Making Offers On Multiple Properties

Making Offers On Multiple Properties

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Making Offers on Multiple Properties

A seller’s market is, as the name implies, great for sellers, but can often be very frustrating for buyers. In a seller’s market, like today’s market, inventory tends to be low relative to the number of buyers, and so properties tend to sell quickly and for above asking price. As a result, many buyers will want or need to simultaneously make offers on multiple properties. There are risks associated with this strategy, but there are also ways to mitigate the risk of making offers on multiple properties.

The Risks of Making Offers on Multiple Properties

Theoretically, making offers on multiple properties carries the risk of having multiple offers accepted. Typically, a contract is created when a seller accepts a buyer’s offer. As a result, if a buyer makes multiple offers, it is possible that multiple sellers will accept, thereby placing the buyer in the position of either buying two properties or being forced to cancel one of the contracts. This could potentially expose the buyer to the “liquidated damages” clause contained in the purchase contract, resulting in losing the buyer’s “earnest money deposit” (typically 3% of the purchase price). Some sellers and agents would go so far as to label making offers on multiple properties as unethical or in violation of the breach of duty of good faith and fair dealing, which is implied in every contract.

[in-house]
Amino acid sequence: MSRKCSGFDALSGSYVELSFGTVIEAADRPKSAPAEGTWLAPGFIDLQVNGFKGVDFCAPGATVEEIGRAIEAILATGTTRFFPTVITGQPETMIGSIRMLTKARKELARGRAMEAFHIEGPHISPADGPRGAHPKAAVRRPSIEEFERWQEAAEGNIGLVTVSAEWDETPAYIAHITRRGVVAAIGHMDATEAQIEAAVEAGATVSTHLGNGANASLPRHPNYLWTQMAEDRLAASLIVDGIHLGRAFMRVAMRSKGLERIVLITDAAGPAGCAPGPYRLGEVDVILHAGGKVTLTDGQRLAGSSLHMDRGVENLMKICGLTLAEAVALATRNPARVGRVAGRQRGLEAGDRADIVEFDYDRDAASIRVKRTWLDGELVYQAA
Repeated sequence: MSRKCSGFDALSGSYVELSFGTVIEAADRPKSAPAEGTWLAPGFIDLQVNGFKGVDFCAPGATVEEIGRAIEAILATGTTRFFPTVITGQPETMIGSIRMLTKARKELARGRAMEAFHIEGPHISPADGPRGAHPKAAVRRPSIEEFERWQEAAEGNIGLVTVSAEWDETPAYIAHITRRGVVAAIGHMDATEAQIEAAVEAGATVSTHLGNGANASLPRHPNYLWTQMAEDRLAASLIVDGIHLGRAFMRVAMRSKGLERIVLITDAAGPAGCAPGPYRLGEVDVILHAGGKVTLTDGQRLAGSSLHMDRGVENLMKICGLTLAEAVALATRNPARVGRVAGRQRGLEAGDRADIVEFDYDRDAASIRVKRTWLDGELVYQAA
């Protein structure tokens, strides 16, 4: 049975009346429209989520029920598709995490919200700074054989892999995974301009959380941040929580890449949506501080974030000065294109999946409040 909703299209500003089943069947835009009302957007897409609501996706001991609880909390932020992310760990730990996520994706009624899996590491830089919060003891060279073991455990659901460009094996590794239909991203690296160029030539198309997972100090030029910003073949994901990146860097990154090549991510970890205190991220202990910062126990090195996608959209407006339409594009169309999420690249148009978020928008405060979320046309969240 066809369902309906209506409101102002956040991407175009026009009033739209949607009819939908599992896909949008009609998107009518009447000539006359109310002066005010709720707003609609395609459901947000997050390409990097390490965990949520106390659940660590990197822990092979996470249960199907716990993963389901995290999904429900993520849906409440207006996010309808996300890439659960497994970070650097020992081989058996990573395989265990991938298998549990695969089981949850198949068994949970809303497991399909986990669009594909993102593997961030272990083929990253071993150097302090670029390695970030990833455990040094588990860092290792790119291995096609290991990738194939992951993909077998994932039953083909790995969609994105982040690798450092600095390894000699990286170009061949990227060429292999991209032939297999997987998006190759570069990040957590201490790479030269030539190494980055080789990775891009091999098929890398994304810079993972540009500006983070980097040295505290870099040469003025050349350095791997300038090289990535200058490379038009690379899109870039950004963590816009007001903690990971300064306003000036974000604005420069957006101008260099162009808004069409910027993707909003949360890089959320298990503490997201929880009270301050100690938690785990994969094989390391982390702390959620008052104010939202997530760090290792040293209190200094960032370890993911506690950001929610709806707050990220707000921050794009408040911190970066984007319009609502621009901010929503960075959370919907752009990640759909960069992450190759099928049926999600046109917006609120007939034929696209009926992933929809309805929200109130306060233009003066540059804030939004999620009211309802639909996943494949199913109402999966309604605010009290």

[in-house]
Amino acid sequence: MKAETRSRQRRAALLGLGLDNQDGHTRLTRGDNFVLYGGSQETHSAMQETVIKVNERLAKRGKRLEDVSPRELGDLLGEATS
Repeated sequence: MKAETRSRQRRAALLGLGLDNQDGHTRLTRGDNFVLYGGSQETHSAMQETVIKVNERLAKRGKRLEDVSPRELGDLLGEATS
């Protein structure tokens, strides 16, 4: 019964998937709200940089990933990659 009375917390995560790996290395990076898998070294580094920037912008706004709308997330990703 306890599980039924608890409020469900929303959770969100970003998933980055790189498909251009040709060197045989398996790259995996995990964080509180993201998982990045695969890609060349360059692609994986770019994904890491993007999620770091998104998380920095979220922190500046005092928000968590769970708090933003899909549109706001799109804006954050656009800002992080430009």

How to Mitigate the Risks of Making Offers on Multiple Properties

Notwithstanding the foregoing, there are ways to avoid the risks of making offers on multiple properties. The simplest and cleanest way of doing so is to attach an addendum to the offer that discloses exactly what the buyer is doing, and makes the creation of a contract contingent upon the buyer’s confirmation of acceptance. In other words, rather than a contract being created upon a seller’s acceptance, the contract should be written so that a contract is created upon confirmation of the buyer’s intent to enter into the contract. This strategy also places additional leverage in the buyer’s hand by communicating to the seller that the buyer is interested in several properties, and therefore may be unwilling to raise his or her offer price.

In sum, while there are risks associated with unreservedly and simultaneously making offers on multiple properties, those risks can be easily mitigated with the assistance of a competent real estate agent. For more information on how Esquire Real Estate Brokerage, Inc. can help you in the Los Angeles real estate market, feel free to give us a call at 213-973-9439 or send us an email at info@esquirereb.com.

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